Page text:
DCP: Working with a Buyer's Agent

Working with a Buyer's Agent

 
 

General Information

A Buyer’s agent represents the interests of the buyer in a real estate transaction. The Buyer’s agent’s responsibilties to the buyer are: undivided loyalty, obedience, diligence, disclosure, confidentiality, accounting, and reasonable skill and care. All duties are fiduciary -- they are owed exclusively to the buyer – NOT to the seller.

 
 
 
  • Ask for recommendations from people who have just bought or sold a home in your area.
  • Call a local real estate office and ask the manager to recommend an agent who specializes in the type of property and/or community you are interested in.
  • Visit a few real estate offices. The office itself can tell a lot about the agents you may end up working with. Is it attractive and organized? Is it easily accessible and open 7 days a week? Is the agency a member of a multiple-listing service -- that is, are the listings of all other agents available to you? 
  • Interview several prospects. Choose an agent who offers you the services you need, and with whom you feel comfortable. In general, more experienced agents will have knowledge and tools to help you find and buy the house that's right for you.
 
 

During the search process, the Buyer's agent:

  • Arranges property showings that meet the buyer’s needs
  • Provides information that the buyer requests about the home or property, community, taxes, utilities and zoning, or refers the buyer to appropriate information sources 
  • Discloses any material facts about the property of which the agent has knowledge.
 
During the offering process, the Buyer's agent:
  • Prepares a competitive market analysis of the property for the buyer
  • Counsels the buyer on what price to offer to the seller
  • Shows what other buyers are paying for property in the area.
  • Assists in writing an offer with the buyer’s interest in mind
  • Negotiates the best price and terms for the buyer
  • Keeps the price capabilities and objectives of the buyer confidential, and maintains anonymity if desired.

 

During the closing process, the Buyer's agent:

 
 
Important Things to Know While Working with a Buyer's Agent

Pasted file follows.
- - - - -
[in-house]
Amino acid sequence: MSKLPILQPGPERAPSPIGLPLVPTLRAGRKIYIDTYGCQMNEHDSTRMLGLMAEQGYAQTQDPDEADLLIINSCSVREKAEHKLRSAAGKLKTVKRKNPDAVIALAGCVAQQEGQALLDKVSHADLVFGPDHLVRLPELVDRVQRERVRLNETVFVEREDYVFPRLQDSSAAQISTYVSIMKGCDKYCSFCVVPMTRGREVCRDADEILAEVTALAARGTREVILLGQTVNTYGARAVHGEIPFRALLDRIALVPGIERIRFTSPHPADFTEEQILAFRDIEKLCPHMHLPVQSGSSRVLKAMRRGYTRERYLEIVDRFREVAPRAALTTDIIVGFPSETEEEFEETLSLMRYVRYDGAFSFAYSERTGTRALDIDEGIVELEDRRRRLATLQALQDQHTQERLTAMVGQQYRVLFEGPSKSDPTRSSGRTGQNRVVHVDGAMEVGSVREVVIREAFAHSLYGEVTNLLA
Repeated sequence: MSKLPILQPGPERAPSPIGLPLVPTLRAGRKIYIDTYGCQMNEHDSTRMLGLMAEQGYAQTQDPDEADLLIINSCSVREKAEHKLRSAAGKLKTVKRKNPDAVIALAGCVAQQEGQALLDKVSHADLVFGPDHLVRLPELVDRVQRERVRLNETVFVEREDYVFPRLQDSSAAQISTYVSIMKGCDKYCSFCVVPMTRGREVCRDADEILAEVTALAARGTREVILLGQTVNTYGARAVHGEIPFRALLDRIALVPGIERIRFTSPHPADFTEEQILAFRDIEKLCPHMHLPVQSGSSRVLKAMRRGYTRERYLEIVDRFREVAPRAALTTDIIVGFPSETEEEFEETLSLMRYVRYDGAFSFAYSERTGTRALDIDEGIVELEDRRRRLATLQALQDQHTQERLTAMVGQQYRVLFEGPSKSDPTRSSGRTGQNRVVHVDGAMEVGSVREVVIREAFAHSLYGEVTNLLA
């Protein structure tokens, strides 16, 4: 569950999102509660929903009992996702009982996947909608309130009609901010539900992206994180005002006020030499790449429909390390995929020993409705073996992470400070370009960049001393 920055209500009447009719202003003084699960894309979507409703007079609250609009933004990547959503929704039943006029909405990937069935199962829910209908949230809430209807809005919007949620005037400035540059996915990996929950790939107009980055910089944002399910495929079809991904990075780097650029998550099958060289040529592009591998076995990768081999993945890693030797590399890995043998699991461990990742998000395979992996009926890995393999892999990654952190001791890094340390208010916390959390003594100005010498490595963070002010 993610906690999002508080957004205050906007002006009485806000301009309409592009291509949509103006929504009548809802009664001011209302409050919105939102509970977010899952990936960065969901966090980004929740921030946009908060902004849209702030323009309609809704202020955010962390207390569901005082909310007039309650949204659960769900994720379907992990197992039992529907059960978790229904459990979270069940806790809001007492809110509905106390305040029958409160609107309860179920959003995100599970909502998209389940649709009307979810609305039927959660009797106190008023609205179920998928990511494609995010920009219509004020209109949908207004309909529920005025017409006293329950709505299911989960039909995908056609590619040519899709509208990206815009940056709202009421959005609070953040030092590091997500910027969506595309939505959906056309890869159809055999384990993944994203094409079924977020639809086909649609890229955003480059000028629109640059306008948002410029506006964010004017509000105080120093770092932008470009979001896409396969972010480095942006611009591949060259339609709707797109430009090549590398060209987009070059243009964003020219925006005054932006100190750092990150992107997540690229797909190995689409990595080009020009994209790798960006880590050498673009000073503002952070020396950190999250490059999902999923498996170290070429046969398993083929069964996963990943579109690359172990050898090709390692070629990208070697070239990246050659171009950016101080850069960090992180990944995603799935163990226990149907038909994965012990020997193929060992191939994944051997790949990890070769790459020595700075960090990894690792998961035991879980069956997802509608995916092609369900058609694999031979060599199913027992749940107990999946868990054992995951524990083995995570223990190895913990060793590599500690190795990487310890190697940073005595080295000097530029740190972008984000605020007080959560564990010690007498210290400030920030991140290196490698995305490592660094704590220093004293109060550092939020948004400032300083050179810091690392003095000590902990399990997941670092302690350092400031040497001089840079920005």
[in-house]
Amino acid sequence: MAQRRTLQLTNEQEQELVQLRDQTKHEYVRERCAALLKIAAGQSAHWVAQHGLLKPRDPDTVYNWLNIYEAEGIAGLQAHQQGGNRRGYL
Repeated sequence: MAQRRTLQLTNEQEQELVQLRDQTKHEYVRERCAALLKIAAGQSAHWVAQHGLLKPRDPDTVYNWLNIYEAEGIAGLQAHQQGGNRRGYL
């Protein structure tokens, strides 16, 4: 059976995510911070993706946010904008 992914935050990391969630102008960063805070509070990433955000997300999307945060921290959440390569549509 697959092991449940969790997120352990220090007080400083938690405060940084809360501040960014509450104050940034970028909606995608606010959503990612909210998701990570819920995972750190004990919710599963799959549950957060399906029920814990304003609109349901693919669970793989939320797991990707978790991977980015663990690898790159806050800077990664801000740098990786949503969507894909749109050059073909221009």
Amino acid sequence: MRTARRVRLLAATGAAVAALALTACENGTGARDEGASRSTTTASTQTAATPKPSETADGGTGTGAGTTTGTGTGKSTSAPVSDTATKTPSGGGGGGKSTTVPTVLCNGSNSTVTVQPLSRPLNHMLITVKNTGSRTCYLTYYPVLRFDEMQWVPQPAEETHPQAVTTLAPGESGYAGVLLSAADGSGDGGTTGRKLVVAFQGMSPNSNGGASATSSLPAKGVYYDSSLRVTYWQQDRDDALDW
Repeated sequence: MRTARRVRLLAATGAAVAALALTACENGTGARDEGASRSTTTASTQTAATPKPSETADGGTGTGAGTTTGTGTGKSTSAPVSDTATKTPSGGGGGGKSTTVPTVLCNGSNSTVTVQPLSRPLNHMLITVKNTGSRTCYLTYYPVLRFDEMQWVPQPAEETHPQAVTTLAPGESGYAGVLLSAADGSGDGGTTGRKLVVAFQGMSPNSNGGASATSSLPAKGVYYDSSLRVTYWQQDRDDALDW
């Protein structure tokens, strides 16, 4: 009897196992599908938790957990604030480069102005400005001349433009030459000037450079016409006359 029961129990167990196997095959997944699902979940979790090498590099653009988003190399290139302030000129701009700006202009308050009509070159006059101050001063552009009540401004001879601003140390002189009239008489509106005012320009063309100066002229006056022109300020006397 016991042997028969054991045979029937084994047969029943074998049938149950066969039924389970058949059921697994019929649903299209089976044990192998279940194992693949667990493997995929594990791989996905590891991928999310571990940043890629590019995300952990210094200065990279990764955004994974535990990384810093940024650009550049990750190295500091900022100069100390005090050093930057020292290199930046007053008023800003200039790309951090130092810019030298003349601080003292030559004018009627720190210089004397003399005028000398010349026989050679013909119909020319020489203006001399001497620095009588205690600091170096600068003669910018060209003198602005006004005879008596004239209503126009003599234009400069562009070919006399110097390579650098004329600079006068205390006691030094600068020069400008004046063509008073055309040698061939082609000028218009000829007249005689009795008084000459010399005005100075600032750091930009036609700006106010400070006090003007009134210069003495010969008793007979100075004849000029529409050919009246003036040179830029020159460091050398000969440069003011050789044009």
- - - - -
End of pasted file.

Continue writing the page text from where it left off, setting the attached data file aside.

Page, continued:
• When you hire an agent to help you buy a home, the agent must be working for you -- and only for you.
  • Every real estate agent’s commission is negotiable. There is no set percentage or commission to which an agent is entitled. Before signing the contract, you can ask the agent to take a smaller commission than what he or she proposed. The agent is free to accept or decline your offer.
  • The duration of your agreement with the agent is also negotiable. 
  • Whatever terms you settle on, be sure you understand exactly what you'll be getting in return for that commission. If you negotiate a lower commission than the agent proposed, the agent may then want to exclude some services that he or she would normally provide. Make sure you'll be entitled to the all of the services that are most important to you and get these in writing.
  • Before signing, get answers to all your questions. Be sure you're comfortable with the agent and that you understand and agree with all the terms of your contract agreement. 
  • The contract must have a beginning date, an ending date, and be signed by all parties to the contract. 
  • IMPORTANT! A contract signed between you and the agent is legal and binding on all parties. There is no 3-Day cancellation of the contract once it is signed. You must receive a copy at the time that you sign.
  • Don't sign any blank documents or papers that you don't understand. Contact an attorney for assistance.
  • Once your contract is signed, your real estate agency may show you some homes of sellers that they represent. If you choose to buy a home from a seller who also happens to be a client of your agency, the agency is obligated to provide both you and the seller with a "Dual Agency Consent Agreement" form for you to sign. By signing this form, you agree that your real estate agency is free to represent both you AND the seller in the deal. The form outlines the process to be followed to ensure complete fairness to both seller AND buyer. You don't have to agree to Dual Agency if you feel it's not in your best interest. Don't sign the consent form in advance; wait until you have a serious interest in a home that is represented by your agency.
  • Having an attorney oversee your paperwork and advise you on all legal aspects of the deal is advisable. Real estate agents and brokers are prohibited from engaging in the practice of law and must not give legal advice.
  • If English is your second language and you're unclear about the terms of the contract, have an interpreter assist you before signing.
  • Have a professional home inspection done on any property that you are seriously considering. The home inspector should be someone you choose yourself, not someone chosen by an agent. You want a completely unbiased, independent review of the property.
  • There is no rule that the seller must accept your offer, nor are there requirements as to which offer or counter-offer the seller must accept. Sellers have the right not to sell if they choose, as long as their intent is not to promote discriminatory practices.
  • Once you place a deposit on a property, those funds must be held in a separate escrow account by your agent, and must not be co-mingled with the agent’s other business or personal accounts. Your check and/or money order should be made payable to the brokerage company -- not to an agent or any agency employee.
  • Remember, you have the final word on any decision. Don't let an agent pressure or hurry you into making a choice that you're not sure about.

     
     
     

     


    Content Last Modified on 8/23/2011 10:36:41 AM